Malians opposing a foreign military intervention to retake Mali's Islamist-held north march in the streets of the capital, Bamako, Mali on Thursday, Oct. 18, 2012 (Photo: AP)
African and European leaders will meet in Bamako on Friday to work on the logistics of reconquering Mali's desert north from armed Islamists.
The summit comes a week after the United Nations Security Council passed a resolution giving West African nations 45 days to lay out details for a military intervention.
The vast region the size of France fell under control of radical Islamist groups in the chaos that followed a March coup in the country that was once considered one of Africa's most stable democracies.
Concerned that the area could become the same type of haven for Al-Qaeda Islamists that Afghanistan was a decade ago, Mali's neighbours and the West are keen to drive the radicals out.
In the months that they have been in control of the region, the Islamists have imposed their version of sharia law, arresting unveiled women, stoning to death unmarried couples and amputating the limbs of suspected thieves, according to residents and rights groups.
They have also destroyed ancient Muslim shrines that have been revered for centuries and are classified as World Heritage Sites, but which the radicals consider blasphemous.
The West African regional bloc ECOWAS has said that it could send up to 3,000 troops to recapture the area.
Among those expected at Friday's meeting are new African Union commission chief Nkosazana Dlamini-Zuma, Nigerian President Goodluck Jonathan and Mali's interim president Dioncounda Traore.
The number-two EU diplomat Pierre Vimont, France's envoy to the Sahel Jean Felix-Paganon, and UN Secretary General Ban Ki-moon's special envoy for the region, former Italian prime minister Romano Prodi, will also take part.
Representatives from ECOWAS countries, who are the only ones expected to send troops into Mali, will begin laying out their strategy for recapturing the vast desert area, according to Western diplomatic sources.
They will set out their military needs and take note of what ammunition and ground troops Mali has available.
"It has to be very well thought-out, otherwise the Security Council won't be on board if it deems the plan to be flawed," said one diplomatic source.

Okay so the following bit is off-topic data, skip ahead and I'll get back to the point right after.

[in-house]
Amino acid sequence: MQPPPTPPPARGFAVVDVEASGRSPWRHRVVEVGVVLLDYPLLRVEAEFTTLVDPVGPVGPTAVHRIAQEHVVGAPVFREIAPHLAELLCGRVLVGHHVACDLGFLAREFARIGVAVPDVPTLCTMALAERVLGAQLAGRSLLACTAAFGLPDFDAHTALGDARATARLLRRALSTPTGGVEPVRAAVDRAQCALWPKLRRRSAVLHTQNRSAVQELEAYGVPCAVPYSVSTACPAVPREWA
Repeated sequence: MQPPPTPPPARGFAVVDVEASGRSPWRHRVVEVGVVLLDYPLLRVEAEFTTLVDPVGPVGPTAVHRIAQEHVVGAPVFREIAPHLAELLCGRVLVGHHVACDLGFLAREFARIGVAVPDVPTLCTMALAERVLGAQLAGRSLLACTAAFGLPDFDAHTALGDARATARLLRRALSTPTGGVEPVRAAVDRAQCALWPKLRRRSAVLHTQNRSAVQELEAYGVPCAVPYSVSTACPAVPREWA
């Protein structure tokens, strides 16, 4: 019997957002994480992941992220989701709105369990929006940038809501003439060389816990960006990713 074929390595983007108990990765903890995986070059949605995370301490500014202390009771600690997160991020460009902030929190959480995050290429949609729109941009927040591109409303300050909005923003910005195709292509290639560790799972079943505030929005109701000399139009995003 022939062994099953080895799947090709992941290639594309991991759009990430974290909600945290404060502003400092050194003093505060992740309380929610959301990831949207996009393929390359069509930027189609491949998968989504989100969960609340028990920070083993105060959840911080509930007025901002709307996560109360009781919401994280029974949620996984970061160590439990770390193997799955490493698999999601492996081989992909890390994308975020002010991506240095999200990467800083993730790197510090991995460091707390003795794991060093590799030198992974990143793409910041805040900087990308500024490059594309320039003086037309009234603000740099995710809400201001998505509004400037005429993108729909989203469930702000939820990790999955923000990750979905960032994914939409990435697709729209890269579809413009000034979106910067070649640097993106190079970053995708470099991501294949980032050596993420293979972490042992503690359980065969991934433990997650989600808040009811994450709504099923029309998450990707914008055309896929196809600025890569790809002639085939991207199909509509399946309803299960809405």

Underlining the importance of the meeting, Malian presidential advisor Moussa Diakite told AFP "it will be for us, Malians, and for our partners from the international community an opportunity to agree upon a plan to kick out the terrorists."
France's defence minister, who has in the past called the Islamist-occupied north "a terrorist sanctuary", warned the international community was serious about driving out the radicals.
"I hope the jihadists and those who support them will become aware that we cannot accept that this goes on," Jean-Yves Le Drian told journalists in France on Thursday.
France has pledged logistical support to the Mali military intervention.
On Thursday, Guinea said it was ready to deliver to Mali weapons purchased by the regime of president Amadou Toumani Toure before he was overthrown in March. ECOWAS has blocked delivery since late July. Guinea said it wanted to make sure the weapons fell into the right hands in Mali.
Friday's meeting will also discuss the possibility of negotiation with some of the armed groups controlling the north.
"What we don't want is to hold dialogue with the people who have shown themselves capable of carrying out amputations" and the other actions committed in the name of sharia law, a French source said.
"Negotiations are under way, but he who wants peace has to prepare for war," a Bamako-based African diplomat added.
On the ground, rebels from the Al-Qaeda-allied group Ansar Dine (Defenders of the Faith) on Thursday used pickaxes and other tools to destroy Muslim saints' tombs in the ancient city of Timbuktu, their latest attack on the fabled city's cultural treasures.